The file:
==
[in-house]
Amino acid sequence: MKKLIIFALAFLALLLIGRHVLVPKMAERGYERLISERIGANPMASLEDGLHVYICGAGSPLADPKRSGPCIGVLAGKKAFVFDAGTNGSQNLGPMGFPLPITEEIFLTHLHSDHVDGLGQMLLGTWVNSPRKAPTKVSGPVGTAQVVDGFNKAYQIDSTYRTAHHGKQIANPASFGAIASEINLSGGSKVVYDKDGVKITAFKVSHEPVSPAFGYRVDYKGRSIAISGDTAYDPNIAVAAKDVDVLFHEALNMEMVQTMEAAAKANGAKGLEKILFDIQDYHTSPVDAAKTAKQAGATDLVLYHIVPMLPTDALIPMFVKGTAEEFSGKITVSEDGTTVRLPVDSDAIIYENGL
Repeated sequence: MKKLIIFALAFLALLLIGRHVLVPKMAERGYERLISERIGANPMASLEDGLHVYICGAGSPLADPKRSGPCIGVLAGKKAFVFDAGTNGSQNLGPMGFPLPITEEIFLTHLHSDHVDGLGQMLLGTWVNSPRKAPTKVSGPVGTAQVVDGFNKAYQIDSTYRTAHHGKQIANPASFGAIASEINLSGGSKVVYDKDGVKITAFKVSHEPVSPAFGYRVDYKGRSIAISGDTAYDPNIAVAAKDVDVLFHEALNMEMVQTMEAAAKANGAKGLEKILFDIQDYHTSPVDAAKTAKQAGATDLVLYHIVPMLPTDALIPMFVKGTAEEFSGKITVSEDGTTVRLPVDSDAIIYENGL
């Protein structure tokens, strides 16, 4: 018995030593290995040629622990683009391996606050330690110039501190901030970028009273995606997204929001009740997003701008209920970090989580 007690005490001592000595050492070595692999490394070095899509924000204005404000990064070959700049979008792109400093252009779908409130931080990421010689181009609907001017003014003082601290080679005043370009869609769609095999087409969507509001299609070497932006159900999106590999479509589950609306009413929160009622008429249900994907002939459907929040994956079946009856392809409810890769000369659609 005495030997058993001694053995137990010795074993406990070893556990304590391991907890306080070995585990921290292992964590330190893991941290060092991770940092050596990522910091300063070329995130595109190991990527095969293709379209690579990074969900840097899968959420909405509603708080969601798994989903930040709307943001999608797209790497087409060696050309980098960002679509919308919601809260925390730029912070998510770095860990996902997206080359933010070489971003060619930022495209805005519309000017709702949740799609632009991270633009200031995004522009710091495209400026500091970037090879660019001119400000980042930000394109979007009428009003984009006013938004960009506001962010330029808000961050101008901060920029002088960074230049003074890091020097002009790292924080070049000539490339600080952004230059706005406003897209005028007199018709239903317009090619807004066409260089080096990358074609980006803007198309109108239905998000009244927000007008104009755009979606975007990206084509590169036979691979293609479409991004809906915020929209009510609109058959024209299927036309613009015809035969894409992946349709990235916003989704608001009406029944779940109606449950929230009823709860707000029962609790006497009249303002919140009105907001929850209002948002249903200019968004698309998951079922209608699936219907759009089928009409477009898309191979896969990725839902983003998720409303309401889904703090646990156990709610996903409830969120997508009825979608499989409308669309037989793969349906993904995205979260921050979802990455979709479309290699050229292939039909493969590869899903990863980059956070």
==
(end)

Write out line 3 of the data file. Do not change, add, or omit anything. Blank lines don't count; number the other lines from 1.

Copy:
Repeated sequence: MKKLIIFALAFLALLLIGRHVLVPKMAERGYERLISERIGANPMASLEDGLHVYICGAGSPLADPKRSGPCIGVLAGKKAFVFDAGTNGSQNLGPMGFPLPITEEIFLTHLHSDHVDGLGQMLLGTWVNSPRKAPTKVSGPVGTAQVVDGFNKAYQIDSTYRTAHHGKQIANPASFGAIASEINLSGGSKVVYDKDGVKITAFKVSHEPVSPAFGYRVDYKGRSIAISGDTAYDPNIAVAAKDVDVLFHEALNMEMVQTMEAAAKANGAKGLEKILFDIQDYHTSPVDAAKTAKQAGATDLVLYHIVPMLPTDALIPMFVKGTAEEFSGKITVSEDGTTVRLPVDSDAIIYENGL